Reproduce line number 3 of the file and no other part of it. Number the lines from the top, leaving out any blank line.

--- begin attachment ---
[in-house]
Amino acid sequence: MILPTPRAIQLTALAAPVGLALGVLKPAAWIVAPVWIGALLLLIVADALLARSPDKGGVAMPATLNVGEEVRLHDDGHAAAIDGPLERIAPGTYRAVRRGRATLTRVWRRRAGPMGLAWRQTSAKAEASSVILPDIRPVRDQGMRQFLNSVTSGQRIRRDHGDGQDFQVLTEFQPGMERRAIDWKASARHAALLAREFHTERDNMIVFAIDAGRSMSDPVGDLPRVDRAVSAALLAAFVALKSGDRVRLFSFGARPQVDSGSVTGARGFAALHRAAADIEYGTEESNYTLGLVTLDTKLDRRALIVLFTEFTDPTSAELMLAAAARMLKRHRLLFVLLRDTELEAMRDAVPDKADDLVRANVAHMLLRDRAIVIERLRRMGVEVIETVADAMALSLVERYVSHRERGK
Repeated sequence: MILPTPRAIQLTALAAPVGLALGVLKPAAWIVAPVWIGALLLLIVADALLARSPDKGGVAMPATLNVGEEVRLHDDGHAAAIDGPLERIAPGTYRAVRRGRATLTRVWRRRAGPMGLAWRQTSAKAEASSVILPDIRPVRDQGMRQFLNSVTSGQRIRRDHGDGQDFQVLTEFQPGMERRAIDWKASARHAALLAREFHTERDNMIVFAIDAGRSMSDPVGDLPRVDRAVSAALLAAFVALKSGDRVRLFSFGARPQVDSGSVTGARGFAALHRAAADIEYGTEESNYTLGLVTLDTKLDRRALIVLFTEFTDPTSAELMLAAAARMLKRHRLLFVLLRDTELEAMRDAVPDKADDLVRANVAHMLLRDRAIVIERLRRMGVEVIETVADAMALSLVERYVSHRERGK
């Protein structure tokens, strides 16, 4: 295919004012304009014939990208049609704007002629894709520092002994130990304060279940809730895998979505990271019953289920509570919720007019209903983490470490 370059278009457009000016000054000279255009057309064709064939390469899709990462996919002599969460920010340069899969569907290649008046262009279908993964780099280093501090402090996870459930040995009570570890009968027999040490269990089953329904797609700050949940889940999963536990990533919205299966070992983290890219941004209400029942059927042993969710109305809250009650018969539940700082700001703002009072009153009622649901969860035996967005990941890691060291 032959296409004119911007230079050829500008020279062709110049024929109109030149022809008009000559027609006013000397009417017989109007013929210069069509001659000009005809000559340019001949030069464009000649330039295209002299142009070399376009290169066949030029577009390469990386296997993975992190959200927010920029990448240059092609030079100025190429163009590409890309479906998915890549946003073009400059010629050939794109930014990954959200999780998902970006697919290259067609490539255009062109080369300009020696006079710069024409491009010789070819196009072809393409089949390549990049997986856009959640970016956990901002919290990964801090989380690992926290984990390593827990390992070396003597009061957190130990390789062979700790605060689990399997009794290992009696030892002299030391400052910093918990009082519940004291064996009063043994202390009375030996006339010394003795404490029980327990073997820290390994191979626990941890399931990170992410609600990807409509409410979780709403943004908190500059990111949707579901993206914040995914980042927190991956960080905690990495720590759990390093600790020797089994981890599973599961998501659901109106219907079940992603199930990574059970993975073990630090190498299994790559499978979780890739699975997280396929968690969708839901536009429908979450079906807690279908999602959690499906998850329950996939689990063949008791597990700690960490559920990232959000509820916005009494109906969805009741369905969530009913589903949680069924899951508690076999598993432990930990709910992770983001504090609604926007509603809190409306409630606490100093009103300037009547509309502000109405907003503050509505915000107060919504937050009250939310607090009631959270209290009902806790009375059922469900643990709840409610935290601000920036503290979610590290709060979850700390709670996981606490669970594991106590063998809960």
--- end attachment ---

Repeated sequence: MILPTPRAIQLTALAAPVGLALGVLKPAAWIVAPVWIGALLLLIVADALLARSPDKGGVAMPATLNVGEEVRLHDDGHAAAIDGPLERIAPGTYRAVRRGRATLTRVWRRRAGPMGLAWRQTSAKAEASSVILPDIRPVRDQGMRQFLNSVTSGQRIRRDHGDGQDFQVLTEFQPGMERRAIDWKASARHAALLAREFHTERDNMIVFAIDAGRSMSDPVGDLPRVDRAVSAALLAAFVALKSGDRVRLFSFGARPQVDSGSVTGARGFAALHRAAADIEYGTEESNYTLGLVTLDTKLDRRALIVLFTEFTDPTSAELMLAAAARMLKRHRLLFVLLRDTELEAMRDAVPDKADDLVRANVAHMLLRDRAIVIERLRRMGVEVIETVADAMALSLVERYVSHRERGK